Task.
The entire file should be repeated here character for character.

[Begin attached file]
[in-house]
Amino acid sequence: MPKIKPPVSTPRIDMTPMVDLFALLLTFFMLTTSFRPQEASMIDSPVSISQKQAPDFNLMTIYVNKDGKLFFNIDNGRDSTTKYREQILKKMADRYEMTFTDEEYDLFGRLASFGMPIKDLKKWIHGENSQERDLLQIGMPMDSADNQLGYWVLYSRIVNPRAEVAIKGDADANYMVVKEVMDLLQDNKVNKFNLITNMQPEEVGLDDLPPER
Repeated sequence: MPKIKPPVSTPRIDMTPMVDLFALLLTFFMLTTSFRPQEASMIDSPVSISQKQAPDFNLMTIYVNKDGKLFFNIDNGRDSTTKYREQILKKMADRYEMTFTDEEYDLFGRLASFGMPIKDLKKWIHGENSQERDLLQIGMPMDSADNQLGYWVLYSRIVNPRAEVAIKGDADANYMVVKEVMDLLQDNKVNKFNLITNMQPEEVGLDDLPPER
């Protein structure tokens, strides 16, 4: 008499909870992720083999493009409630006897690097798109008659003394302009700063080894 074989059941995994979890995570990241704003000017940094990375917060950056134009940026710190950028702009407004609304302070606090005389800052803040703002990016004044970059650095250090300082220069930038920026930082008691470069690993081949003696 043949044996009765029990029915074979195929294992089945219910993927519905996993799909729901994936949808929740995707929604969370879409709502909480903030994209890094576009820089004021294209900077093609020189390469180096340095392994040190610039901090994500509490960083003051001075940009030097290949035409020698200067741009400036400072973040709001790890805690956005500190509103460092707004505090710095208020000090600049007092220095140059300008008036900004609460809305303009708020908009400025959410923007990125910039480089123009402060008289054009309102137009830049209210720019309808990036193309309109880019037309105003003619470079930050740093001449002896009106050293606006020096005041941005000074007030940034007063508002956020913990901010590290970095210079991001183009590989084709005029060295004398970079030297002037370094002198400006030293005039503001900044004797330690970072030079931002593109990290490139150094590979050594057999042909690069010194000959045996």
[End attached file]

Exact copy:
[in-house]
Amino acid sequence: MPKIKPPVSTPRIDMTPMVDLFALLLTFFMLTTSFRPQEASMIDSPVSISQKQAPDFNLMTIYVNKDGKLFFNIDNGRDSTTKYREQILKKMADRYEMTFTDEEYDLFGRLASFGMPIKDLKKWIHGENSQERDLLQIGMPMDSADNQLGYWVLYSRIVNPRAEVAIKGDADANYMVVKEVMDLLQDNKVNKFNLITNMQPEEVGLDDLPPER
Repeated sequence: MPKIKPPVSTPRIDMTPMVDLFALLLTFFMLTTSFRPQEASMIDSPVSISQKQAPDFNLMTIYVNKDGKLFFNIDNGRDSTTKYREQILKKMADRYEMTFTDEEYDLFGRLASFGMPIKDLKKWIHGENSQERDLLQIGMPMDSADNQLGYWVLYSRIVNPRAEVAIKGDADANYMVVKEVMDLLQDNKVNKFNLITNMQPEEVGLDDLPPER
């Protein structure tokens, strides 16, 4: 008499909870992720083999493009409630006897690097798109008659003394302009700063080894 074989059941995994979890995570990241704003000017940094990375917060950056134009940026710190950028702009407004609304302070606090005389800052803040703002990016004044970059650095250090300082220069930038920026930082008691470069690993081949003696 043949044996009765029990029915074979195929294992089945219910993927519905996993799909729901994936949808929740995707929604969370879409709502909480903030994209890094576009820089004021294209900077093609020189390469180096340095392994040190610039901090994500509490960083003051001075940009030097290949035409020698200067741009400036400072973040709001790890805690956005500190509103460092707004505090710095208020000090600049007092220095140059300008008036900004609460809305303009708020908009400025959410923007990125910039480089123009402060008289054009309102137009830049209210720019309808990036193309309109880019037309105003003619470079930050740093001449002896009106050293606006020096005041941005000074007030940034007063508002956020913990901010590290970095210079991001183009590989084709005029060295004398970079030297002037370094002198400006030293005039503001900044004797330690970072030079931002593109990290490139150094590979050594057999042909690069010194000959045996």